What is the Point of Signing Credit Card Slips?

Dayton Uttinger  | 

Flip over your credit card.  Chances are that the words “Not valid unless signed” are printed across it, above or below a white strip perfectly designed for your authorizing signature.  Most of us succumb to the mysterious power of printed official jargon, but a few go so far as to to write “See ID” instead, reasoning that thieves will be unable to produce their ID.  A few true rebels don’t write anything in the blank at all, but all will sign the bottom of a credit card slip.  Signing our names after most financial transactions seems so normal that we don’t question it, but what purpose do all these signatures even serve?

It Proves That it Was Me!

The idea behind signing the back of your credit card or the purchase slip is two-fold.  One, the cashier can compare those signatures and detect fraud right then and there, and two, if you ever want to dispute the charge, you can see whether or not the signature is actually yours. While skilled forgers could duplicate your signature, you’re protected from most con men with a few pen twirls — in theory.

Except that is hardly the case in practice. For one, it is not that difficult to forge your signature in the first place.  While the average Joe might not be able to write your name exactly like you do, it would definitely be good enough to pass a cursory glance from a cashier, if they even looked it over at all.  Think back to your latest shopping trip.  Did the cashier compare your signature on your card to your sale slip?  Likely not.  

Additionally, many check out points are self-operated now.  There isn’t even a cashier present to cross-check your signature, and the machine doesn’t ask to see your ID either. Clearly, even if your signature was capable of protecting your finances, we’re in a strange middle area of technological advancement.  Providing self-checkout options might be more cost-effective for stores, but it definitely doesn’t add any additional security as of now.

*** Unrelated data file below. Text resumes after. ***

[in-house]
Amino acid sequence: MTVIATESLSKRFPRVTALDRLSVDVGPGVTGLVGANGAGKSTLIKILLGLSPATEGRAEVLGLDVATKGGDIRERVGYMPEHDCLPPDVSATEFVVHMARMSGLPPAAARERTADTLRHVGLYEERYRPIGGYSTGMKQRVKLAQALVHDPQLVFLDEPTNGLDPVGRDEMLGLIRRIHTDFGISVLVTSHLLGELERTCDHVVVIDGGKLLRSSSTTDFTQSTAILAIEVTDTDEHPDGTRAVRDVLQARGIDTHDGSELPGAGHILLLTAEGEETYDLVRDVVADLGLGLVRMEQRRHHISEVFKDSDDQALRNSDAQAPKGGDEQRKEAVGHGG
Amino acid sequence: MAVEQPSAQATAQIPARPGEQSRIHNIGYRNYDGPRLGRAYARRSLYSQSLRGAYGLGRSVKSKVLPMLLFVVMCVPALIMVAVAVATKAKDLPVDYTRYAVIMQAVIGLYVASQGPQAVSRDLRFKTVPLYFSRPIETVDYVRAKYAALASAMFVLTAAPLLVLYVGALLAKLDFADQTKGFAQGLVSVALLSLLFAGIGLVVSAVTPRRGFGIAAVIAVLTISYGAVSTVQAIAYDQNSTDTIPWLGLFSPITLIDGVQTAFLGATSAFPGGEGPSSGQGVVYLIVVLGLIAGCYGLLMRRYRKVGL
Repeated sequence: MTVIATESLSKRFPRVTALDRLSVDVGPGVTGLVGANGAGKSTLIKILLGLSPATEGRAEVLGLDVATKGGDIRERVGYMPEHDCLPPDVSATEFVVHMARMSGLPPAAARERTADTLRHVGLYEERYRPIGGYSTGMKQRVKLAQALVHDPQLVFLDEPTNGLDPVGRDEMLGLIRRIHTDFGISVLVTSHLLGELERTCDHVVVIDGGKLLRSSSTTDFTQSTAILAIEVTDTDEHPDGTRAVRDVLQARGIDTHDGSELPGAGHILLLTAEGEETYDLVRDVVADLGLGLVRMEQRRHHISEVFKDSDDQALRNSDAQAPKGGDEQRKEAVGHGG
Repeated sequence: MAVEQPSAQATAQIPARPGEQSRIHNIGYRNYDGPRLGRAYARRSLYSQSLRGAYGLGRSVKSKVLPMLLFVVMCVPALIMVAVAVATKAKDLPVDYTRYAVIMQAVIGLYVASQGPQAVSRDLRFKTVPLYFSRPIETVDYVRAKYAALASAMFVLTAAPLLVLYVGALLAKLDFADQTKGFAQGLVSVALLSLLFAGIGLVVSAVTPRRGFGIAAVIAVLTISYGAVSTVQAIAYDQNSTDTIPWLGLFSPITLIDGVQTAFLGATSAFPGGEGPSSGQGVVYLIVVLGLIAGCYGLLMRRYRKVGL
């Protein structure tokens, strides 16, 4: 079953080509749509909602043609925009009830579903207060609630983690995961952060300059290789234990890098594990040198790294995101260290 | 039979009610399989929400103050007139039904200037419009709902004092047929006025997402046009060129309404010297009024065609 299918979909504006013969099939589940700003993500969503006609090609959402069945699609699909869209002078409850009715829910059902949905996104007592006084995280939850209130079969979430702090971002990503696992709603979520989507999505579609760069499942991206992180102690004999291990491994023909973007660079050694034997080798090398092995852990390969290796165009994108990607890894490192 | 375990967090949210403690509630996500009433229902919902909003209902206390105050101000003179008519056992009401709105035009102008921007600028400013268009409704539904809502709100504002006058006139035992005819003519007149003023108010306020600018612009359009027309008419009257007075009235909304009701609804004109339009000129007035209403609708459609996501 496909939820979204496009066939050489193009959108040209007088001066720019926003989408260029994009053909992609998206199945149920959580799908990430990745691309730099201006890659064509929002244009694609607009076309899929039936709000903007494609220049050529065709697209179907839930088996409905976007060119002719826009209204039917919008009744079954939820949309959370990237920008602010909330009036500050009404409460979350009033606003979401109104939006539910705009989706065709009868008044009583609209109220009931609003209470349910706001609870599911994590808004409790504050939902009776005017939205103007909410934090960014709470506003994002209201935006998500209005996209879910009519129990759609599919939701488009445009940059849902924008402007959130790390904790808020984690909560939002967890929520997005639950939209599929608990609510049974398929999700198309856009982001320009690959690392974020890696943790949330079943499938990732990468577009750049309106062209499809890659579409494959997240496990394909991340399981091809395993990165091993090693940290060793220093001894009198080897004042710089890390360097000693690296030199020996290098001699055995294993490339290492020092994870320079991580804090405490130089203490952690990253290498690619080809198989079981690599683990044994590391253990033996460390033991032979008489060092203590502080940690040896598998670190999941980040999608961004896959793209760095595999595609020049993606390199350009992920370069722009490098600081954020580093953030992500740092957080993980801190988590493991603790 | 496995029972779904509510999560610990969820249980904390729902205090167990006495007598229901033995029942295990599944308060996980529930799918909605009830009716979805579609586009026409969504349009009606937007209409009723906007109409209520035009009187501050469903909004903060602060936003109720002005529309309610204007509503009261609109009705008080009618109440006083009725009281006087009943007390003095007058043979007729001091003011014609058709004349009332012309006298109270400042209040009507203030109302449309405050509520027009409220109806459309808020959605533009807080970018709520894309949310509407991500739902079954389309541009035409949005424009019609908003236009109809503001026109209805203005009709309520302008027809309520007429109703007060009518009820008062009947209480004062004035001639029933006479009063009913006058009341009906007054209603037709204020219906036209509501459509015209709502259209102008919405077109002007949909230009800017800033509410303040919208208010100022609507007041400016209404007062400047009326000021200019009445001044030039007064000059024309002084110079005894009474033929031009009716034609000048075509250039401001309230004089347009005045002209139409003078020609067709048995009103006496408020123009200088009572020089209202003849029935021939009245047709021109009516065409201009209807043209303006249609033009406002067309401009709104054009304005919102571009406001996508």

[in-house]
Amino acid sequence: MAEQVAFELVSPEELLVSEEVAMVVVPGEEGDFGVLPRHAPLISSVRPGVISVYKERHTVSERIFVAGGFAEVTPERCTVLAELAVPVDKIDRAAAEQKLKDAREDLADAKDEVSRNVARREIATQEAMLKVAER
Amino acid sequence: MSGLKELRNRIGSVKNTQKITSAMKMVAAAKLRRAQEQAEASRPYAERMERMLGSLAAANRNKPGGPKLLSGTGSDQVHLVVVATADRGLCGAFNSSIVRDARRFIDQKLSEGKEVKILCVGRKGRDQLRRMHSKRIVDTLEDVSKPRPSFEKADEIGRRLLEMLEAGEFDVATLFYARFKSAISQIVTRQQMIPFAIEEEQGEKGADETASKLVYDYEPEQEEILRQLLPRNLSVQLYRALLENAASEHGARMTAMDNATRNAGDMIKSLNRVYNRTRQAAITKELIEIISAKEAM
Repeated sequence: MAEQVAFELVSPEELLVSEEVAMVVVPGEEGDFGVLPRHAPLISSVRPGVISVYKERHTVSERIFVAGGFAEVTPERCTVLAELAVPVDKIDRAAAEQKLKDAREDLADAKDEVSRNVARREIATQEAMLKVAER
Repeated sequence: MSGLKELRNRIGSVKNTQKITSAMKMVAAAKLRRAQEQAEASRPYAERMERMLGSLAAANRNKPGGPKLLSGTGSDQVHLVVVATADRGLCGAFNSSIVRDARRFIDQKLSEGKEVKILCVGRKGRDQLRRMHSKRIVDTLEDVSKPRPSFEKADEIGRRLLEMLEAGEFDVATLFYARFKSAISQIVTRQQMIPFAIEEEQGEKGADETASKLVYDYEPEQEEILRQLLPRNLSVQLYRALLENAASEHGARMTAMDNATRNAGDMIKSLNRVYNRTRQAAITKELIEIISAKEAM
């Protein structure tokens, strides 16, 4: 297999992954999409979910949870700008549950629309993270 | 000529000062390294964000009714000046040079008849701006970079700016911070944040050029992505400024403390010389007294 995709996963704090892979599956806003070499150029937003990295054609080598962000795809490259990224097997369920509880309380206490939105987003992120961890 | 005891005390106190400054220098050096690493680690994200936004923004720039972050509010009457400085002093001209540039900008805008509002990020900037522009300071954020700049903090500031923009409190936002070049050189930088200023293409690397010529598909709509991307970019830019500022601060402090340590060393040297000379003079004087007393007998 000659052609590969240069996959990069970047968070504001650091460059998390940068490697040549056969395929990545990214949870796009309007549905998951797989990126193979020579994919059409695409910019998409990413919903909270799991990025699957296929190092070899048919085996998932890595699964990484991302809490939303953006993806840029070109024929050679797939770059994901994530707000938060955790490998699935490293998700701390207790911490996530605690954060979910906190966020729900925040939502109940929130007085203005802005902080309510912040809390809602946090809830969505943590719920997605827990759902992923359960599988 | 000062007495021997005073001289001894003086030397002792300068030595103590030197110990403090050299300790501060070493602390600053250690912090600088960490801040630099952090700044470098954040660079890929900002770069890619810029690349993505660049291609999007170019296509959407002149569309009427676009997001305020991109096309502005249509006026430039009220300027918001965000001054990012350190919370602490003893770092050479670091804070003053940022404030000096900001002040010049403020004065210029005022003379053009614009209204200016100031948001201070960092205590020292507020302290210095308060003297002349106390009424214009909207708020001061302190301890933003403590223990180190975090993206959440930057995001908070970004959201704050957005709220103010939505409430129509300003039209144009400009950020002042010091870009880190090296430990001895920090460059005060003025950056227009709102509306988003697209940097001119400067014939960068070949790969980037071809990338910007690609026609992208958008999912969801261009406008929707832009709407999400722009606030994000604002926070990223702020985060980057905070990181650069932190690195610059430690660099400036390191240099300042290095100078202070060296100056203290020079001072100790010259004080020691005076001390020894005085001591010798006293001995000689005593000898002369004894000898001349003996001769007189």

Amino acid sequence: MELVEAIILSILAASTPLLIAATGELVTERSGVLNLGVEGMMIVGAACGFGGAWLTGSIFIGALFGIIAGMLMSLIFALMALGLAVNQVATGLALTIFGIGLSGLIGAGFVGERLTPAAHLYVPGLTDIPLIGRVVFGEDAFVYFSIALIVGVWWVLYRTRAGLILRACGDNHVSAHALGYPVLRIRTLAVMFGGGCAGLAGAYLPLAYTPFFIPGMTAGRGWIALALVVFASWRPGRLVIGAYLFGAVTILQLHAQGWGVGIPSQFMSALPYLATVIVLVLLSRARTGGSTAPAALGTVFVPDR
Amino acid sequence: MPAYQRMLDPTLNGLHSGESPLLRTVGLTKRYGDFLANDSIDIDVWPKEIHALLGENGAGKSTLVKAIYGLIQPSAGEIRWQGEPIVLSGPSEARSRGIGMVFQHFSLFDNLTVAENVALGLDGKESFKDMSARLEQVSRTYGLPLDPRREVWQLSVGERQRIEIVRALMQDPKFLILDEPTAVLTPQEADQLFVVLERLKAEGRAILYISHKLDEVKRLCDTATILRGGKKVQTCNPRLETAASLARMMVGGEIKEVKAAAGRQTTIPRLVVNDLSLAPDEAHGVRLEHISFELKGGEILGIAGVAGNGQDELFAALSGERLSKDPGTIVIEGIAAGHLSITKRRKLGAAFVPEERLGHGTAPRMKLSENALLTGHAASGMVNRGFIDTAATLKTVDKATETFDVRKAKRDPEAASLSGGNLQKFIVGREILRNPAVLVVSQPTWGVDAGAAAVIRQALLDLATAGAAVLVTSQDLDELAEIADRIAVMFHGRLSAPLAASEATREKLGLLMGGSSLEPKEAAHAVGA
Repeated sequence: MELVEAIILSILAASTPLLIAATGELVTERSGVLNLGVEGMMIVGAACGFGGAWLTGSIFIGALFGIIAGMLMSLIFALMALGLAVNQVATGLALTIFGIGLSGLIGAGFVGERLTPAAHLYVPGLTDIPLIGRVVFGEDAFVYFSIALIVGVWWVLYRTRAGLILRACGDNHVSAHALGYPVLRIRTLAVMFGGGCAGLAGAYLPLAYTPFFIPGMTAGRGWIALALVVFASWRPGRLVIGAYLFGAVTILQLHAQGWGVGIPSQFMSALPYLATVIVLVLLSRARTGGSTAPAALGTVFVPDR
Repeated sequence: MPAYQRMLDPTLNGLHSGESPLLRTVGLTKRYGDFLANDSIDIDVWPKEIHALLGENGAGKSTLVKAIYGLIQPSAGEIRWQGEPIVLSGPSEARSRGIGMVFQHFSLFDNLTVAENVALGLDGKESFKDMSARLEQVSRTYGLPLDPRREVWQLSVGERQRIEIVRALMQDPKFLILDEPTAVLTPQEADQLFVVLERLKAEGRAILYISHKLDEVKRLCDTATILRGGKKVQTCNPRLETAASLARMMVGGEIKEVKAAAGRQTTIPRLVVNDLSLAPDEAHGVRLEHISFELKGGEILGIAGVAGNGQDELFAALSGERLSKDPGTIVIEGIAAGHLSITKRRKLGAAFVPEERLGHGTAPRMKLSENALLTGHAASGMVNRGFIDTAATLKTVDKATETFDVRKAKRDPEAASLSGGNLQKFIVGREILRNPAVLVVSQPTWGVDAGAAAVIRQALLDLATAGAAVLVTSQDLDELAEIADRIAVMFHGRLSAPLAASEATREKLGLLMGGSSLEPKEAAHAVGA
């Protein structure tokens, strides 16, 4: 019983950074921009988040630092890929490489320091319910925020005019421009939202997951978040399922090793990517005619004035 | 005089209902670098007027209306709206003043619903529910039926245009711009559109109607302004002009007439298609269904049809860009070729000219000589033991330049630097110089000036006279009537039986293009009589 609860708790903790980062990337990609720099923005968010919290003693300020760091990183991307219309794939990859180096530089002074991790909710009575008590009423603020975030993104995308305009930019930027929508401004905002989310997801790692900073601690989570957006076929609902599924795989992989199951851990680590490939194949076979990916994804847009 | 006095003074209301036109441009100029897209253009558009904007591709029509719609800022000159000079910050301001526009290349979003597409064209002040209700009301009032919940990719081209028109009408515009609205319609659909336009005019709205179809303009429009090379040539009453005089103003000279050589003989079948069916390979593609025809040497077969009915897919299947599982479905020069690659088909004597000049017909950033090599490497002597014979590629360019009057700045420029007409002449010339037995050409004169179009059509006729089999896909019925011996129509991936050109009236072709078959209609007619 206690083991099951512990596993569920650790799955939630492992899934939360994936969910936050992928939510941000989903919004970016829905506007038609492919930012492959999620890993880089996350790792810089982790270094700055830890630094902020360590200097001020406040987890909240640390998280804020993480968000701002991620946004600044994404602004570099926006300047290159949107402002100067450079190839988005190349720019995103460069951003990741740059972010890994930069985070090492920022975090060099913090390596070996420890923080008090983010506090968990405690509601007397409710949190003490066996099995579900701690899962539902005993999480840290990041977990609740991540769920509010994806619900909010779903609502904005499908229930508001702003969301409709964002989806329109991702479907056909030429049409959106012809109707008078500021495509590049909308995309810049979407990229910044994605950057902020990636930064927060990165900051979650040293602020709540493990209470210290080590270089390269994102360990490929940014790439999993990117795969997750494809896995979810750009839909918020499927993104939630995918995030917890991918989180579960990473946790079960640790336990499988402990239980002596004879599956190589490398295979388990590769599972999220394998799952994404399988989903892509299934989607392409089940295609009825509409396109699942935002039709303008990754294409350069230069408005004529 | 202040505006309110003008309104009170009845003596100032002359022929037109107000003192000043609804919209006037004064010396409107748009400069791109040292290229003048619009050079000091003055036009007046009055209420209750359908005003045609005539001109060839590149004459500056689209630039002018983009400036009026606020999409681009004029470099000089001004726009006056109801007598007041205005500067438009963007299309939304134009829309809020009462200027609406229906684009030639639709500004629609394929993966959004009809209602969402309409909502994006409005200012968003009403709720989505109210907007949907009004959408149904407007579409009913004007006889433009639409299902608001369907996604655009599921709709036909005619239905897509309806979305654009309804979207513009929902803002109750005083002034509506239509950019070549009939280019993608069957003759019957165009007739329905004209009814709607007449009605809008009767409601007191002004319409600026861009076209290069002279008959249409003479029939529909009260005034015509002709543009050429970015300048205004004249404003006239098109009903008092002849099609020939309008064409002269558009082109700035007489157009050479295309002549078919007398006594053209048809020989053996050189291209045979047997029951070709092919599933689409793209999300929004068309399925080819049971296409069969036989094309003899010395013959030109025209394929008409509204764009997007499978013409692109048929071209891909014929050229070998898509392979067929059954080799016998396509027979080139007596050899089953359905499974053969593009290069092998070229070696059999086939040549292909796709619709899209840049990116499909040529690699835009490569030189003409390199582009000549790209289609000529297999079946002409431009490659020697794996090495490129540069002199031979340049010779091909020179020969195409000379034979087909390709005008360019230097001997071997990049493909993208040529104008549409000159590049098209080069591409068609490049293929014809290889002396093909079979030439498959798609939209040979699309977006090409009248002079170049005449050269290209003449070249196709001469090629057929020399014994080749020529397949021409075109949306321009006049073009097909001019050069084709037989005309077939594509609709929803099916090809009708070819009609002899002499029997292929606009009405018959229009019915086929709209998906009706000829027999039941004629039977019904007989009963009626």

What Happens if Someone Does Forge My Signature?

Let’s go through the process.  Someone does forge your signature, either by duplicating the signature on your credit card or any mundane documents.  They buy an elliptical machine, which you realize when you check your statement three weeks later.  As long as you report the fraud in a timely manner, there shouldn’t be much to worry about.  

You call up your bank and dispute the charges, and this is the real reason that we cannot let go of signatures on sales slips.  If your bank asks the store for a copy of the receipt, and it is not your signature on the slip, the bank might be liable for the cost of the fraudulent item.  However, if the store cannot produce the slip for whatever reason, the store itself might have to cover the cost.   That’s why smaller items (a cup of coffee, a roll of tape, a pack of gum) often don’t require a signature.  It’s not worth it to either party to keep the record of such a receipt. Big ticket items, though, will require your John Hancock, just to avoid footing the bill in case of fraud.

According to Carolyn Balfany at Mastercard, this only happens “a fraction of a percent of time,” so perhaps there’s not too much to worry about in terms of probabilities and consequences.  However, this can be a major inconvenience, especially if you’re late on reporting the theft.  This damage your finances, making your credit very difficult to repair later on.

Forgery is relatively easy to pull off.  Certainly not long-term, but thieves can do a lot of damage in the time that it takes you to realize that your credit card is gone.  In the event that a thief does get a hold of your credit card, your signature is far from foolproof.  Furthermore, technology like EMV chips has lessened the already minute possibility that a cashier might verify your signature.  Technology might be better at tracking the crime once it’s already happened, but it doesn’t do much in the way of prevention.  We’re still stuck at an age-old question: how can I know you are who you say you are?


Image sourcehttps://pixabay.com/

Dayton is a chronic Wikipedia addict, which is detrimental to her social life but stellar for her writing. She resides in Boise, ID, surrounded by her own frantic outlines, highlighted encyclopedias, and potatoes. The latter was not by choice.

This post was updated July 11, 2017. It was originally published June 25, 2017.